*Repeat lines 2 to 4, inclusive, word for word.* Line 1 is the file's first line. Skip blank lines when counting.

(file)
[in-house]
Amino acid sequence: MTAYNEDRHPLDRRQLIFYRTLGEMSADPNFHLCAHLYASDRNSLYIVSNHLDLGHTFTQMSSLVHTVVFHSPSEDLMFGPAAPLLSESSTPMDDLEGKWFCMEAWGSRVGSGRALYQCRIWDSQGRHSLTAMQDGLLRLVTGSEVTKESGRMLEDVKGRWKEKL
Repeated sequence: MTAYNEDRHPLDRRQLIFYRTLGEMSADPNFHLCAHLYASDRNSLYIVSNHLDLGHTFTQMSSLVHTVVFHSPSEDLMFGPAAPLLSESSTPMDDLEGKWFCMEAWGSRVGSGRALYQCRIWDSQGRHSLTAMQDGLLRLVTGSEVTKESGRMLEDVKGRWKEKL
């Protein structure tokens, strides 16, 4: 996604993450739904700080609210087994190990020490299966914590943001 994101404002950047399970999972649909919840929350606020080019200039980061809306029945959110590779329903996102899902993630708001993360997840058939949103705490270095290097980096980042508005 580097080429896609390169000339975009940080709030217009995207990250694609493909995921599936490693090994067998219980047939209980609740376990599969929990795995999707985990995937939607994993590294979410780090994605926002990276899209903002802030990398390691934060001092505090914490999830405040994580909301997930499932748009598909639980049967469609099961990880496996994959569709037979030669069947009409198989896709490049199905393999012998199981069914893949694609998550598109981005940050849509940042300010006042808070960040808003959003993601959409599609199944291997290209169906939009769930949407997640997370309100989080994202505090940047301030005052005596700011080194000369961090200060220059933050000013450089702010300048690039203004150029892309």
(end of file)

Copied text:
Amino acid sequence: MTAYNEDRHPLDRRQLIFYRTLGEMSADPNFHLCAHLYASDRNSLYIVSNHLDLGHTFTQMSSLVHTVVFHSPSEDLMFGPAAPLLSESSTPMDDLEGKWFCMEAWGSRVGSGRALYQCRIWDSQGRHSLTAMQDGLLRLVTGSEVTKESGRMLEDVKGRWKEKL
Repeated sequence: MTAYNEDRHPLDRRQLIFYRTLGEMSADPNFHLCAHLYASDRNSLYIVSNHLDLGHTFTQMSSLVHTVVFHSPSEDLMFGPAAPLLSESSTPMDDLEGKWFCMEAWGSRVGSGRALYQCRIWDSQGRHSLTAMQDGLLRLVTGSEVTKESGRMLEDVKGRWKEKL
């Protein structure tokens, strides 16, 4: 996604993450739904700080609210087994190990020490299966914590943001 994101404002950047399970999972649909919840929350606020080019200039980061809306029945959110590779329903996102899902993630708001993360997840058939949103705490270095290097980096980042508005 580097080429896609390169000339975009940080709030217009995207990250694609493909995921599936490693090994067998219980047939209980609740376990599969929990795995999707985990995937939607994993590294979410780090994605926002990276899209903002802030990398390691934060001092505090914490999830405040994580909301997930499932748009598909639980049967469609099961990880496996994959569709037979030669069947009409198989896709490049199905393999012998199981069914893949694609998550598109981005940050849509940042300010006042808070960040808003959003993601959409599609199944291997290209169906939009769930949407997640997370309100989080994202505090940047301030005052005596700011080194000369961090200060220059933050000013450089702010300048690039203004150029892309």